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How To Avoid Swim Lane Rage

Swim lane rage is the swimmer's equivalent of road rage, generally occurring when someone is blocked off or held up in their lane by a slower swimmer, or a swimmer who is not following the correct pool etiquette. Obviously, for the vast majority of people, the avoidance of arguments is a general aim in life, but there are several other reasons to try to avoid incidents of swim lane rage.
When training seriously for swimming competitions, such incidents of rage can be extremely stressful, generating tension within the body. This tension can then hinder a person's swimming technique and form, as well as their breathing, making it completely counter productive and a detriment to their training. However, by following some basic tips, it will be possible to fend off swim lane rage.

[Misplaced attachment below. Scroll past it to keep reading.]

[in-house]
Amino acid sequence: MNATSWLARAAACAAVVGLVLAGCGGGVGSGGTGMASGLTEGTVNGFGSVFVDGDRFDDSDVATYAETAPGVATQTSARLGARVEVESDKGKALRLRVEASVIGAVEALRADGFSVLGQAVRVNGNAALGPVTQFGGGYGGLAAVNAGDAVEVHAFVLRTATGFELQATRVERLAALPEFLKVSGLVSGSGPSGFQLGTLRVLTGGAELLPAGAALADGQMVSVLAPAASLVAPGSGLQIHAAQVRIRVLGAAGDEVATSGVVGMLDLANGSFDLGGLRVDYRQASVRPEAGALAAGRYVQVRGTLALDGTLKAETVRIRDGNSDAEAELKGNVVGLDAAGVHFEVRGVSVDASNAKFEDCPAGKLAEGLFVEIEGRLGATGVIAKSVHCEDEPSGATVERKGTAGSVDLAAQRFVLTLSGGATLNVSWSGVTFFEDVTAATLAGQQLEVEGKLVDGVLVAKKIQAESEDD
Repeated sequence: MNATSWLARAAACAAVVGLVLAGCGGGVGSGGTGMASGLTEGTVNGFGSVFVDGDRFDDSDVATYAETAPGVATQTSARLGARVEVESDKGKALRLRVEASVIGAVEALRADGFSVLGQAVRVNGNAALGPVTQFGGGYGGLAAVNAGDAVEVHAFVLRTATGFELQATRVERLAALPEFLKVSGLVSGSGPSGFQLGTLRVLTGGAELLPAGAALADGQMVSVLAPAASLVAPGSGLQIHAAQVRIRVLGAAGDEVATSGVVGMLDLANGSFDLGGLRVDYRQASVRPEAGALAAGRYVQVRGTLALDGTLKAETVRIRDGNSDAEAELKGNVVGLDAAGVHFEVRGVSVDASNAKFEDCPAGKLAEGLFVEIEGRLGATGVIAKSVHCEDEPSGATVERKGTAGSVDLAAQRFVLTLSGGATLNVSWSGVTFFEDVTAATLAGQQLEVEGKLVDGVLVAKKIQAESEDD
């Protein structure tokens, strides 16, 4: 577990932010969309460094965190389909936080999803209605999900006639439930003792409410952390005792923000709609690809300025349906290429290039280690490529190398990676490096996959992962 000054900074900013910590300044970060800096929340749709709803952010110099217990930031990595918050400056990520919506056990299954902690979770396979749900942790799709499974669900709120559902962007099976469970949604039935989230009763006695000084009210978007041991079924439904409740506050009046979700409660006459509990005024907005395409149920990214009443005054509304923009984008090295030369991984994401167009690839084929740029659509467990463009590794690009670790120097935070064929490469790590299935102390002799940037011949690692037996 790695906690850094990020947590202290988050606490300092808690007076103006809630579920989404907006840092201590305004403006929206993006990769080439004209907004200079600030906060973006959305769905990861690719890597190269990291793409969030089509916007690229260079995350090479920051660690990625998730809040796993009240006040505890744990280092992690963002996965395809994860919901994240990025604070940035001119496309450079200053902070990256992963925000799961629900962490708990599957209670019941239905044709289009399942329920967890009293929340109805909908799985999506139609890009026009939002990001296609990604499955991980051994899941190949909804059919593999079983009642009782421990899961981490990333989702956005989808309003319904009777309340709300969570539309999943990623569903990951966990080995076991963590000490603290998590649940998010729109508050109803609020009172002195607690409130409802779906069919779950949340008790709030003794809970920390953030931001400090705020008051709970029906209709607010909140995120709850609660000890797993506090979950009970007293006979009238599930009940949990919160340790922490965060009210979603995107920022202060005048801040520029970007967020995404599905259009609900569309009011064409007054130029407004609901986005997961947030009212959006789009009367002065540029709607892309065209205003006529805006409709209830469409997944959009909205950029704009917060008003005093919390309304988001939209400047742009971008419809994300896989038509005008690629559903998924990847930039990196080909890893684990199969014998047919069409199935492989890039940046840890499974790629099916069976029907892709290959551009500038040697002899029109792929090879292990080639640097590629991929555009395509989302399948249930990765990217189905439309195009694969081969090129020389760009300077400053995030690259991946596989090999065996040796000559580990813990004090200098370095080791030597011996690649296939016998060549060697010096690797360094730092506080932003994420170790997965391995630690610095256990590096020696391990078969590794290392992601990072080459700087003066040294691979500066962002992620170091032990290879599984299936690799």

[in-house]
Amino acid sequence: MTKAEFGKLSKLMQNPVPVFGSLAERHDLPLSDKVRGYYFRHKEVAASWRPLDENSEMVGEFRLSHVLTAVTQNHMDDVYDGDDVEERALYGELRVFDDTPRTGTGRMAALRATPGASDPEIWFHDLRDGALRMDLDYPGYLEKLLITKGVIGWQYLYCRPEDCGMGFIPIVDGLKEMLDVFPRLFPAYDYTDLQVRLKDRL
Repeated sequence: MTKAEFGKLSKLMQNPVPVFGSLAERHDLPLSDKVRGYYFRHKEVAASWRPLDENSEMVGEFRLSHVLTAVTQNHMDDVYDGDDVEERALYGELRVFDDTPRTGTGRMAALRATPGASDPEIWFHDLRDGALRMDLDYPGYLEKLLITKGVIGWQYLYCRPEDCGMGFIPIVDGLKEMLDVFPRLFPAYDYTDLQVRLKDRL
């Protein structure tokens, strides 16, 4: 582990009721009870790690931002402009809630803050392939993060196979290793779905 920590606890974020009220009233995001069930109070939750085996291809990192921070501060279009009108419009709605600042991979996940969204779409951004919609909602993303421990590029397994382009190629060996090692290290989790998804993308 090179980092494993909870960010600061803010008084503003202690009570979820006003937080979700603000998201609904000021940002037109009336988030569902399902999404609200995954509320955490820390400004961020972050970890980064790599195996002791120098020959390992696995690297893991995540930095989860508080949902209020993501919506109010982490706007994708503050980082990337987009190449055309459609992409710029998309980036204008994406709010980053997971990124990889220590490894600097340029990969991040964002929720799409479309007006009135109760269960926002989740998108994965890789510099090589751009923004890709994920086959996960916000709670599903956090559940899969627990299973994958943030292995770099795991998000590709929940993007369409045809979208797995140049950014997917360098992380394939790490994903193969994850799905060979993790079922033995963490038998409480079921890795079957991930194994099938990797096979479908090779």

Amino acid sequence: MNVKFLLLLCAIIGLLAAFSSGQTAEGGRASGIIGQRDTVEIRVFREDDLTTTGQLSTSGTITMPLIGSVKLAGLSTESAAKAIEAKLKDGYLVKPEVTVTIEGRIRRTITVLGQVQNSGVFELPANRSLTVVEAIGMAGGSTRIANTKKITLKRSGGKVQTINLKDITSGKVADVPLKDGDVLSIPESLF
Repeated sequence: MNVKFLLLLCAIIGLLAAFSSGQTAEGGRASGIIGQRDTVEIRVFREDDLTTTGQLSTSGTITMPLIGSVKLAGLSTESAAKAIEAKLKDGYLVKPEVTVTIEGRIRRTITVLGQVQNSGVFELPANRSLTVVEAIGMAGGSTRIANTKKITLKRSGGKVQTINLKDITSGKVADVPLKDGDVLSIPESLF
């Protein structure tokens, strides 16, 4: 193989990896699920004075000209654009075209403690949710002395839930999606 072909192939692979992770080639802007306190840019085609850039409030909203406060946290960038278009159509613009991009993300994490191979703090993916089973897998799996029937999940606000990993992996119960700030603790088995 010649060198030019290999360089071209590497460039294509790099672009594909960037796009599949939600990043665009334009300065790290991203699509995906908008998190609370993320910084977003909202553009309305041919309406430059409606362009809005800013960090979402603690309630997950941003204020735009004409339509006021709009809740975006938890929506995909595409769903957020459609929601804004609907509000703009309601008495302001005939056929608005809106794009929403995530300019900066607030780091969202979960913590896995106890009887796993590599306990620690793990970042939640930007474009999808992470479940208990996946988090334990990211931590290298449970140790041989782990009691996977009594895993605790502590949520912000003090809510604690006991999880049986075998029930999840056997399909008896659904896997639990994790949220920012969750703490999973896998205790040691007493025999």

bigstock-Competition-swimming-pool-crow-70539877 1. Dress for Competition The most basic way to avoid confrontation is through your appearance in the pool. At any local swimming pool, it is usually fairly easy to spot those who are serious about swimming and the vast majority of recreational swimmers will simply avoid areas of the pool taken up by these people.Even if your swimming pace does not yet warrant people giving you so much space, your training will benefit from looking the part. A basic swimming hat, some mirrored goggles and a pair of Speedos will set you apart from the average, baggy-short wearing recreational swimmer and let people know that you are serious about your swimming. 2. Adapt Your Swimming Some swimmers find that, rather than desperately trying to avoid slow swimmers, or packed areas of the pool, it is better to simply go in with a plan in mind for how to deal with such occasions. In this way, encountering slow swimmers will simply feel like another part of your training. One such adaptation involves the use of drills. If you find yourself being held up in the pool, try using it as a cue to swim with one arm, or practice a stroke you are less adept at. This way, instead of generating fury, encountering slow swimmers will allow you to work on other, useful, aspects of your training. 3. Keep the Drawbacks in Mind Another very simple way to avoid swim lane rage is to always keep in mind that it is counter productive to your training. The fact remains that, regardless of how frustrated you feel, your energy will be better spent doing the best you can with the conditions available and the time you have. If you run into a congested area of the pool, or a slow-moving swimmer, consider using it as an opportunity to turn early, get ahead of them and practise an open pool start. While not necessarily ideal, this is a far better use of your time than arguing with another swimmer, or tensing up and ruining your practise session. 4. Change When or Where You Swim If all else fails, and you feel that the conditions in your local pool are such that swim lane rage cannot be avoided, even with the above tips, then it may be time to consider making a more drastic change to your swimming sessions, such as when you swim, or where. Try going along at a different time and assessing whether or not it is less busy. Ask someone if there is a better time to come along, when conditions will better suit your needs. Or use it as an excuse to join a more serious swimming club.